"As we drove over, my contractions got closer together, and it felt as though the labor was moving right along."
Penelope is my third child, and this pregnancy was my first time going past my due date. Those last days of pregnancy are a mental chess game, and I now understand just how much harder it is each day you go beyond your due date. Knowing it is simply a guess doesn’t make it any less painful or uncomfortable and sleep is ever more elusive.
Four days past due, I headed to my weekly appointment where we discussed the next steps should I reach 41 weeks. An ultrasound and non-stress test were scheduled, and we headed out hoping that I wouldn’t need either.
My husband, Tim, and I took advantage of the time we had to catch a movie and then have dinner together to celebrate our anniversary that was in two days. The whole week prior, I had experienced mild contractions that would start around dinnertime and then drop off in the middle of the night. That night was the same, though the contractions seemed to be more intense than before. We paid our bill and headed home to tuck our older daughter into bed.
At home we said goodnight to Eleanor, and I got into the bath. Contractions weren’t consistent, but they were getting stronger—so we packed up our bags and headed out to the birth center, which was an hour away in Chapel Hill.
As we drove over, my contractions got closer together, and it felt as though the labor was moving right along. The contractions were consuming me so much that I peed on a towel right in the car, twice! I just couldn’t help it, and I didn’t think we had time to pull over anyway.
When we arrived, I was checked, and I was only dilated 2 centimeters! When I heard this, I felt completely deflated because the pain I was feeling made me think I was much further along. Tim told my mother that I was 2 centimeters, and so she thought she might make it to the birth center in time. She is a midwife and has been present for the birth of all her grandchildren. She was driving from D.C. with my father, and they left about the same time we did. Hearing that she thought she would make it disheartened me even more. There was no way I could keep laboring like this for that long.
From there I labored on the toilet, on a ball and in the tub. With each contraction I told my husband, the midwife (Sarah) and the nurse (Emily) that I couldn’t do it. The pain was so intense, and I just could not fathom much more of it.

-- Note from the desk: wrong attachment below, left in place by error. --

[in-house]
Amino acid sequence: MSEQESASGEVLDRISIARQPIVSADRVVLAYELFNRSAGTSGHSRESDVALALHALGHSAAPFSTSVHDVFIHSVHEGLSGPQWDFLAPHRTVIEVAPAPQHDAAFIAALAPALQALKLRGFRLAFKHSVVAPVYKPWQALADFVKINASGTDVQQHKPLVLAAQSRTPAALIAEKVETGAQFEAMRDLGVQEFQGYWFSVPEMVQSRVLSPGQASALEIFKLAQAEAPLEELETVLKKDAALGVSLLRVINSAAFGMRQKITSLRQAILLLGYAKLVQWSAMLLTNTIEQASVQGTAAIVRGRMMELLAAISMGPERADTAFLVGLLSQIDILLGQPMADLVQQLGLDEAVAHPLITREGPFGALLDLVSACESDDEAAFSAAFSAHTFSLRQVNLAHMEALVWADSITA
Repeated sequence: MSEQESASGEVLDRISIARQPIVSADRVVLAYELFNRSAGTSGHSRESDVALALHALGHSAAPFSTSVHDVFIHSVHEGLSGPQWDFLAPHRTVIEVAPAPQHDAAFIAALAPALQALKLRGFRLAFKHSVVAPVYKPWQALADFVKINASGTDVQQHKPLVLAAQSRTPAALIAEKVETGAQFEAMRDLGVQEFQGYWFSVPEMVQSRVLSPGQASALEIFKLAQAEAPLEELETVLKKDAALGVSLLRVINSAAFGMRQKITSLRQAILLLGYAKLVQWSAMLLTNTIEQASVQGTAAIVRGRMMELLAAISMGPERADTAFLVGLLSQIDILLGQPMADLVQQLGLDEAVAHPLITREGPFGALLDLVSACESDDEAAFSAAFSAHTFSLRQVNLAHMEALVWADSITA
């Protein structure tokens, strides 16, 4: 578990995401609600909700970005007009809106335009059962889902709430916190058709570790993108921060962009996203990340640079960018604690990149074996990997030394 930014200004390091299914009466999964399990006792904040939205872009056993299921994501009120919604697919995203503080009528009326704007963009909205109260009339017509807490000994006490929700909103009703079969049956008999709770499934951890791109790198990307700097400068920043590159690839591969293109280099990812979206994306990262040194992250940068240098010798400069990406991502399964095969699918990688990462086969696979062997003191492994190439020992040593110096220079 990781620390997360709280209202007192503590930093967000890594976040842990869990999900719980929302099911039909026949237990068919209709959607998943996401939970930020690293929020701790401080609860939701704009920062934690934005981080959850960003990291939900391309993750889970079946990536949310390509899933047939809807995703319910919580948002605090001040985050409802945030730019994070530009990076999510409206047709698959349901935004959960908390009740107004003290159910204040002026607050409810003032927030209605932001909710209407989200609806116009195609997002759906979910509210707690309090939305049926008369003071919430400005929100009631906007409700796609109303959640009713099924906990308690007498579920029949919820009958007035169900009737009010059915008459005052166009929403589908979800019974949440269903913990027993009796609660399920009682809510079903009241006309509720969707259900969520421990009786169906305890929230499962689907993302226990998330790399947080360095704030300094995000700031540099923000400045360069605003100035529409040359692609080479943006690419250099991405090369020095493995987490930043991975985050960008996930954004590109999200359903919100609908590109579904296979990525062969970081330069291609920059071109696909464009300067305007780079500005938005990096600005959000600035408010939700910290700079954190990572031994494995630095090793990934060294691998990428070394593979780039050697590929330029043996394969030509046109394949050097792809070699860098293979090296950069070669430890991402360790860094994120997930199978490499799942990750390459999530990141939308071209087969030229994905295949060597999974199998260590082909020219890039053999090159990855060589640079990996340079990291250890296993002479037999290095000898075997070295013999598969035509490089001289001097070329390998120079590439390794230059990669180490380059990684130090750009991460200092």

Another check while I was in the tub showed I was at 4 to 5 centimeters. I knew for sure I couldn’t keep up this pace of contractions because I was only half way there, so I begged everyone to get me out of there. I wanted to transfer to the hospital and get an epidural that minute. I wanted someone to rescue me from the pain. In hindsight this was all “transition trash talk” as my mother calls it.
Seeing my desperation, Sarah offered me nitrous which I accepted and prepared to get out of the tub to use it. As I stepped out, I had what felt like many more intense contractions in the five steps from the tub to the bed. I hung onto Tim’s neck, and Sarah pressed on my back, which really helped with the pain.
Once I reached the bed, I tried to start the nitrous, but I couldn’t keep the mask on. Emily and Sarah helped me hold the mask on, and I finally breathed enough nitrous that I relaxed. At that moment I felt my body start to push involuntarily. Sarah asked if I needed to push. I started to cry because I thought she would tell me to stop since I was just 5 centimeters a few moments ago. To my surprise, she told me I was about to meet my baby. With just two more pushes Penelope Jane was here and in my arms.
In the end it was just two hours from when I arrived to the delivery of our little girl. Once she decided it was time to join our family, Penny came soaring out into the world and filled up our hearts once again.
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